Fernando Valenzuela will become the newest Dodgers great to have his jersey number retired, as the team will retire his No. 34 jersey prior to Friday’s game against the Rockies. While he will forever be exalted within Dodgers lore, it remains to be seen whether or not he will have another chance to be inducted in Cooperstown.
Jorge Castillo of the Los Angeles Times writes about Valenzuela’s chances to make the Hall of Fame and his impact on the Mexican community on both sides of the border, noting how longtime Spanish radio broadcaster Jaime Jarrín and current Dodger Julio Urías view the 62-year-old’s legacy:
From Jarrín: “Everything he did for baseball. He created more fans than any other player. Above all, people who didn’t care about baseball before. People who didn’t care about baseball began watching because of him.”
From Urías: “For [my family], he’s the God of baseball in Mexico... He always has that standing because of what he did, what he lived, from where he came from, and how he accomplished it.”
Valenzuela might not have the career numbers to support a Hall of Fame case, as he posted a career record of 173-153 with a 3.54 ERA, 2,074 strikeouts, 31 shutouts, an ERA+ of 104, and a WAR of 41.4. He does have numerous accolades, being named an All-Star six times while winning the Rookie of the Year, Cy Young Award, and World Series championship all in the 1981 season.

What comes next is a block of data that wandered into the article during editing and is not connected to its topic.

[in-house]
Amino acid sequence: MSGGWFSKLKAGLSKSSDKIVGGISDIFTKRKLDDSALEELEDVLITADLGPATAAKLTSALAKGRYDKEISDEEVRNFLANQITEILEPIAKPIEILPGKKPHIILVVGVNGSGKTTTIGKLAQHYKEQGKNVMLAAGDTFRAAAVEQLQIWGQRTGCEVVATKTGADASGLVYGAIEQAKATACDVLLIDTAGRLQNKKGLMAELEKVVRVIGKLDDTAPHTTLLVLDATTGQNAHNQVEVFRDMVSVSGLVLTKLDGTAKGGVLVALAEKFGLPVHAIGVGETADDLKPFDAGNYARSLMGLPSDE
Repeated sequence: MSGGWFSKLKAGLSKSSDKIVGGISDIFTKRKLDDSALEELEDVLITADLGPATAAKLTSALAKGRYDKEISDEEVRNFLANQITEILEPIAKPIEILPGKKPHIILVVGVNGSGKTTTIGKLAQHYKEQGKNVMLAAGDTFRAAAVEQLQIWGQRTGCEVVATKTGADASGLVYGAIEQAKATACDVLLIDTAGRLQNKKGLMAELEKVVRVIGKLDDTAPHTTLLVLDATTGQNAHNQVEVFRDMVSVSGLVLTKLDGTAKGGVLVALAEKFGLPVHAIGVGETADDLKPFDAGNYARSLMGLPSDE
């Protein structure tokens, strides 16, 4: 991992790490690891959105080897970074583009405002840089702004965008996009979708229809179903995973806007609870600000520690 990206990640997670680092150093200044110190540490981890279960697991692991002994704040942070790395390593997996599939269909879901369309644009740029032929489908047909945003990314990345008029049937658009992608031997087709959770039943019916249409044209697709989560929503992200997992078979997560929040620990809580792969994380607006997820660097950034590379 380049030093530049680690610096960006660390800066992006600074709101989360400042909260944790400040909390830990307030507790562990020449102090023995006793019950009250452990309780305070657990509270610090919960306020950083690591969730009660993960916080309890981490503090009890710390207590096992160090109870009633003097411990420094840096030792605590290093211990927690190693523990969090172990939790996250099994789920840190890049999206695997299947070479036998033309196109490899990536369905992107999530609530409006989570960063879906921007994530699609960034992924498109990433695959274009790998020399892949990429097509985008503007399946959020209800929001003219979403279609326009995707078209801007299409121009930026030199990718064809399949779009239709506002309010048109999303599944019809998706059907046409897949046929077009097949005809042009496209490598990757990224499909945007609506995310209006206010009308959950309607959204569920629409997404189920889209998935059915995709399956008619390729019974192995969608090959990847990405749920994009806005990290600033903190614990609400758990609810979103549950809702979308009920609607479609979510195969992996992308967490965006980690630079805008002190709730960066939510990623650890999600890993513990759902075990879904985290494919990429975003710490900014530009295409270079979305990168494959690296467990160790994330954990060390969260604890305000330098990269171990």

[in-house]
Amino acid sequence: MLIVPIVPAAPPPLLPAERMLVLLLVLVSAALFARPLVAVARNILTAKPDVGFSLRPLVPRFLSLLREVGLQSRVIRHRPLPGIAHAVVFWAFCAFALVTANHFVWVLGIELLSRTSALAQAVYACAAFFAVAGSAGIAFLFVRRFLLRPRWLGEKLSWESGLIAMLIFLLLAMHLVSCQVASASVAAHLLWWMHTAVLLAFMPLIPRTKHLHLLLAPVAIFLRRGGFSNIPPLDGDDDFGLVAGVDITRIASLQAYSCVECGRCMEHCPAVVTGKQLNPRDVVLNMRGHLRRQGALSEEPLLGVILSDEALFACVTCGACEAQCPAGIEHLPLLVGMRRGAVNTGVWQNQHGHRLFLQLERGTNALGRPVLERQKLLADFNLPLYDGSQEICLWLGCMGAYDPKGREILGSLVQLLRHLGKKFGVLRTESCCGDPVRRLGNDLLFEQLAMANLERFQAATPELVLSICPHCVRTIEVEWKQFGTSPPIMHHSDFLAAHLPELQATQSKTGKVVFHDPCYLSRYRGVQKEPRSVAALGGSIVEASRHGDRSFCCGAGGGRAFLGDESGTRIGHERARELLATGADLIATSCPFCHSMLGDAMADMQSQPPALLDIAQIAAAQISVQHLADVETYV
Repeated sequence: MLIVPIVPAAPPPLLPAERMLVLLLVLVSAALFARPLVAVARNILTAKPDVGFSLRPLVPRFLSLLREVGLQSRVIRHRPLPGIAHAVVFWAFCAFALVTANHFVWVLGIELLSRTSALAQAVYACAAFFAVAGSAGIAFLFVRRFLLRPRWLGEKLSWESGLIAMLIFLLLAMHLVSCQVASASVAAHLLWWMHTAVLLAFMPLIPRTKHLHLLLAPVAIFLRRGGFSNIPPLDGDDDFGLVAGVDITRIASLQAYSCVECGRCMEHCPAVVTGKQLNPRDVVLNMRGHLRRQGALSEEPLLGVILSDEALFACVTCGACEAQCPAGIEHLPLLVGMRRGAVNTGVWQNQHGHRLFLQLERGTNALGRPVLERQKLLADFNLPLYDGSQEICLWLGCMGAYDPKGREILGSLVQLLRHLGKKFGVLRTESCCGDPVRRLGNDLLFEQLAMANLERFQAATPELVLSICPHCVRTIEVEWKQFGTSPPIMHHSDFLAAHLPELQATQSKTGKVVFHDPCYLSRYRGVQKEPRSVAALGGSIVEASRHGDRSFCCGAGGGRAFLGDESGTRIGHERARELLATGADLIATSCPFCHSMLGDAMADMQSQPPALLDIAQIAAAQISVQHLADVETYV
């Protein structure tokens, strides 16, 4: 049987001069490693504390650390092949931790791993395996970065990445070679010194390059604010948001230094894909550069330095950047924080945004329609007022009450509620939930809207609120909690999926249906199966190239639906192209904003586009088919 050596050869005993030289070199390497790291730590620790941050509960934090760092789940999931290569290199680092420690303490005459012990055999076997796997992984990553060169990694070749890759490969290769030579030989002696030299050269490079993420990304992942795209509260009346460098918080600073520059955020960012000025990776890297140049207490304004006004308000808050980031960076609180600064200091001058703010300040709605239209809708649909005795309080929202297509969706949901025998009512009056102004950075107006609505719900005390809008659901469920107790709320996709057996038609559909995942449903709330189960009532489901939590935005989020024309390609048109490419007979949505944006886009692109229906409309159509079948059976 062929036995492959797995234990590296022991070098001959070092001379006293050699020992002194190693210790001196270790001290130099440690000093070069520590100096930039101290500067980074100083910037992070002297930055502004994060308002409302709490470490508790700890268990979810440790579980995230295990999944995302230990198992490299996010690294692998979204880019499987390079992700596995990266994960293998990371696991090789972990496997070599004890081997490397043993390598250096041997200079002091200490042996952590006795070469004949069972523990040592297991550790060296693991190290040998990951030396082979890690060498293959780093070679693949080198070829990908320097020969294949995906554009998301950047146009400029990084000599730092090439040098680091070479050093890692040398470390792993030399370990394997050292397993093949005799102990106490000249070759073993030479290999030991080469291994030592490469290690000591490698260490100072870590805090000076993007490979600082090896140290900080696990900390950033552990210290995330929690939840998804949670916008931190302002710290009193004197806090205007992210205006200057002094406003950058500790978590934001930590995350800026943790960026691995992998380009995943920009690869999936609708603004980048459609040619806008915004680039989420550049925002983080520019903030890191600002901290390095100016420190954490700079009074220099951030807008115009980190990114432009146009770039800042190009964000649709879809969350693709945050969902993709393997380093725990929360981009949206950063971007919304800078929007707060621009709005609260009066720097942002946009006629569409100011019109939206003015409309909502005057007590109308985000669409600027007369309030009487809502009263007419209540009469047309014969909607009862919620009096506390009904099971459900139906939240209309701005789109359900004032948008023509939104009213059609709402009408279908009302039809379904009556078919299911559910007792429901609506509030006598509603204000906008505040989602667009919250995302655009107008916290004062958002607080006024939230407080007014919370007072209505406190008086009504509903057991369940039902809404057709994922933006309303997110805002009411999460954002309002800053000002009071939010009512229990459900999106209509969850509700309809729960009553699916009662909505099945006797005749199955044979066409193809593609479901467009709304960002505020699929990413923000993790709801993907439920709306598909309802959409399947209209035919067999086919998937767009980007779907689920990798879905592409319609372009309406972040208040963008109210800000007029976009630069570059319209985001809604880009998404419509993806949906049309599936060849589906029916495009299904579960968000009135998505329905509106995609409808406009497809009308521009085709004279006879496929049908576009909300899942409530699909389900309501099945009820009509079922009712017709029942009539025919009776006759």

Valenzuela spent two years on the Hall of Fame ballot, but was removed after garnering 3.8 percent of the vote in 2004, ending his time on the writers’ ballot. Even though he fell off the ballot and doesn’t carry the statistical advantage to his support his case, his impact on the game reached international levels, as he helped popularize the sport in his native country of Mexico.
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